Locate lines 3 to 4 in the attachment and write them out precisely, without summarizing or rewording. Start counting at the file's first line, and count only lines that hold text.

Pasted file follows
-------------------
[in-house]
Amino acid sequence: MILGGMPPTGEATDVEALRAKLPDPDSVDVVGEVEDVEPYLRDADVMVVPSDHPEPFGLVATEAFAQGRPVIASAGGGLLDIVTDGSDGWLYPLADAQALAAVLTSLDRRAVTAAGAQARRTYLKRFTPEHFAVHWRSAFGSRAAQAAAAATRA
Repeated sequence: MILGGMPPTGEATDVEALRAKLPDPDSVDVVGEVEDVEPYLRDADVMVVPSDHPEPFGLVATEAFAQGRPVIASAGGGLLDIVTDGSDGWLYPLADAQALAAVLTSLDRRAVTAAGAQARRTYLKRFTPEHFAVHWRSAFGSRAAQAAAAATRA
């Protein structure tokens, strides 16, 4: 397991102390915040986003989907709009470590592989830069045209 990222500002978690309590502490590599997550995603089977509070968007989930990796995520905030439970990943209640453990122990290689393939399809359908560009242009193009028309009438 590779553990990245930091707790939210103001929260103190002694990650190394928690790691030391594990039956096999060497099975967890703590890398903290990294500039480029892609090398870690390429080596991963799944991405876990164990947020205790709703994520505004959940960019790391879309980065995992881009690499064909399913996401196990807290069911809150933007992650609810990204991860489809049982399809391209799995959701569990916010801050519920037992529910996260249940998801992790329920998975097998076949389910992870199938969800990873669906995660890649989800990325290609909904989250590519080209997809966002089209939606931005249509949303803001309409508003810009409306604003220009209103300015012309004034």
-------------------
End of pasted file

Repeated sequence: MILGGMPPTGEATDVEALRAKLPDPDSVDVVGEVEDVEPYLRDADVMVVPSDHPEPFGLVATEAFAQGRPVIASAGGGLLDIVTDGSDGWLYPLADAQALAAVLTSLDRRAVTAAGAQARRTYLKRFTPEHFAVHWRSAFGSRAAQAAAAATRA
């Protein structure tokens, strides 16, 4: 397991102390915040986003989907709009470590592989830069045209 990222500002978690309590502490590599997550995603089977509070968007989930990796995520905030439970990943209640453990122990290689393939399809359908560009242009193009028309009438 590779553990990245930091707790939210103001929260103190002694990650190394928690790691030391594990039956096999060497099975967890703590890398903290990294500039480029892609090398870690390429080596991963799944991405876990164990947020205790709703994520505004959940960019790391879309980065995992881009690499064909399913996401196990807290069911809150933007992650609810990204991860489809049982399809391209799995959701569990916010801050519920037992529910996260249940998801992790329920998975097998076949389910992870199938969800990873669906995660890649989800990325290609909904989250590519080209997809966002089209939606931005249509949303803001309409508003810009409306604003220009209103300015012309004034």